Investing in sustainable buildings pays off in the form of higher rental rates, higher occupancy levels, and more interest among tenants in renewing their leases, according to a long-term study by Bentall Kennedy, a real estate investment advisory firm.
The 10-year study looked at information gathered from occupants of nearly 300 office buildings representing 58 million square feet of commercial space in the U.S. and Canada.
The company said that it used both tangible and intangible measures to study the impact of green certification. Tangible measures included rent and occupancy. The list of intangibles included the cost of rent concessions, lease renewal rates, and tenant satisfaction scores, according to a summary written by Bentall Kennedy sustainability vice president James Gray-Donald and published in Commercial Property Executive.
Gray-Donald said that a number of studies published in the last five years found a “remarkably consistent” link between green building certification and financial performance, but property owners and managers remained skeptical.
“A new study was designed to address this skepticism,” Gray-Donald wrote. “The recently published findings validate two key points. Firstly, making buildings more sustainable is a wise investment (it pays). Secondly, tenants care about certification (the badge matters).”
The full text of the report, written by Avis Devine of the University of Guelph in Canada and Nils Kok of Maastricht University in the Netherlands, is also available online.
Adding more data to previous studies
Past studies produced plenty of evidence that green certification led to higher rent and occupancy levels, but skeptics complained that results were skewed because green buildings were better managed and in better condition because they were newer. Earlier studies didn’t look closely at the intangibles because “consistent datasets for those metrics are hard to come by,” Gray-Donald wrote.
But Bentall Kennedy had more than a decade’s worth of data on energy and financial performance in buildings occupied by its clients and shared it with Devine and Kok. The study covered 24 million square feet of commercial space in Canada and another 34 million square feet in the U.S.
In the U.S., LEED-certified properties could command a rent premium of 3.7% and had 4% higher occupancy rates when compared with similar properties that were not certified. Rents in Energy Star certified buildings averaged 2.7% higher, with a 9.5% higher occupancy rates.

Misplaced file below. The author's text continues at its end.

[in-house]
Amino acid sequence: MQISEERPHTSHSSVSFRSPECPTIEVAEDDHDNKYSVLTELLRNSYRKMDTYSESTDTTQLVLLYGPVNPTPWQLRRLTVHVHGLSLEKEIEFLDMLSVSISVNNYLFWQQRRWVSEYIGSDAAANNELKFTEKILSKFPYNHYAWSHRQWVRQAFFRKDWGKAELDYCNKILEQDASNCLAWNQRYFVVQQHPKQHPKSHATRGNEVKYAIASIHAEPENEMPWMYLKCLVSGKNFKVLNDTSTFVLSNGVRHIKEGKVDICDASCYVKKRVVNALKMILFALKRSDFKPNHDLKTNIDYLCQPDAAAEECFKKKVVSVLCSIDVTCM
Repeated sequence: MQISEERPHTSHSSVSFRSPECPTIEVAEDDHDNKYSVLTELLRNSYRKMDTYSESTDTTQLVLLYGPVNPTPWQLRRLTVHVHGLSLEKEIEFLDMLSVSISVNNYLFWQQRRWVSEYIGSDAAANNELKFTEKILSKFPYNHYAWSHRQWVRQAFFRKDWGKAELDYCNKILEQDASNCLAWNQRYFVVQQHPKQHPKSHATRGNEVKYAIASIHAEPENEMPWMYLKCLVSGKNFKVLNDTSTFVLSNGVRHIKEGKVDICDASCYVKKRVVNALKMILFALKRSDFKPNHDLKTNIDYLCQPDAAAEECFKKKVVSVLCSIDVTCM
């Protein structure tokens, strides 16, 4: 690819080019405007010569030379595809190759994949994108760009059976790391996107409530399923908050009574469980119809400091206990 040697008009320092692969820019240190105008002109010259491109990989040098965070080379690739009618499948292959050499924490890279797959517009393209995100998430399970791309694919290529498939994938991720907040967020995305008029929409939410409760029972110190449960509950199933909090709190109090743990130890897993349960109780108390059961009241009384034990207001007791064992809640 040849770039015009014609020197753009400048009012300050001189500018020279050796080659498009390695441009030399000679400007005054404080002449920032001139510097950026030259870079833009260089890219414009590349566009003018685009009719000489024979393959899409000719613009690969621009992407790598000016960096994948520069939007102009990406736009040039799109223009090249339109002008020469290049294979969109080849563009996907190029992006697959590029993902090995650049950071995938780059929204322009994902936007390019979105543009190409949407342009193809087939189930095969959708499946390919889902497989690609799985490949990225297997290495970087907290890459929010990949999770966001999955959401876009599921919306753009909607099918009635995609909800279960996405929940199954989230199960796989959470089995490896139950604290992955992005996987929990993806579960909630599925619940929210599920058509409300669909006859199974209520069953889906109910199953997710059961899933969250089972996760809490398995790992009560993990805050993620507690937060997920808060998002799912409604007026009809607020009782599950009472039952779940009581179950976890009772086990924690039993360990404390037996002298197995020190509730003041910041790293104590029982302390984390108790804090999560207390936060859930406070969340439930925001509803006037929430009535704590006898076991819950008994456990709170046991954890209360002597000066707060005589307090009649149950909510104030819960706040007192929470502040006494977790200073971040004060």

In Canada, results were even more positive: rents 10.2% higher and occupancy 8.5% higher in LEED-certified buildings. Buildings certified under LEED and a BOMA BEST, a certification program offered by the Building Owners and Managers Association of Canada, had occupancy rates 18.7% higher than non-certified buildings. Tenant satisfaction scores and renewal rates for those buildings were 7% and 5.6% higher respectively.
“The findings and their application are powerful as they point directly to overall improved valuations for certified office assets relative to their non-certified competitors,” Gray-Donald said.
Combining U.S. and Canadian results, he continued, a LEED and BOMA BEST level 3 certification would give office space 3.7% higher rental rates, 4% higher occupancy levels, and 5.6% higher tenant renewal probability.
“Credible data is extremely important to real estate investors and their advisors,” he said. “Decisions to buy, sell or commit capital to assets have to be based on solid numbers that show return. We can all agree that resource efficiency and sustainability are worthy goals. However, the findings of this study validate the financial case for prioritizing strategies that lead to green building certifications.”
Energy consumption in LEED-certified buildings has been a contentious issue in the past, but in this study LEED-certified properties in the U.S. showed 14% less energy consumption per square foot than non-certified buildings.
In Canadian buildings, the study found certified buildings used more energy than non-certified buildings.
“One explanation may be that newer buildings use and house more energy-centric technology,” the report says. “Also, higher people density in certified buildings may explain this finding.”
Incremental costs of certification not crystal clear
In a telephone interview, Gray-Donald said that the authors of the report had made an attempt to find out how much certification added to construction costs.
“The study was retrospective, so we tried to look at all the data we could find that was consistent and could be broken down month to month, and we did try to find the construction costs,” he said, “but it became very complicated to figure out what was truly incremental.”
In the end, they estimated the added costs typically ranged from zero to 4% or 5%, although it could be somewhat higher in cases where building owners tried to hit LEED Platinum standards and the market wasn’t well developed.
“Typically, in mature markets where you make a decision fairly early to pursue LEED, or in an existing building that has been fairly well maintained, the incremental cost is minimal,” he said.
Finally, the level of LEED certification (certified, silver, gold, or platinum) didn’t seem to change the results in any significant way. In other words, tenants seemed just as happy and rents were just as high no matter what the level of LEED certification might be. With the BOMA BEST standard, however, Gray-Donald said higher levels of certification seemed to nudge results upward.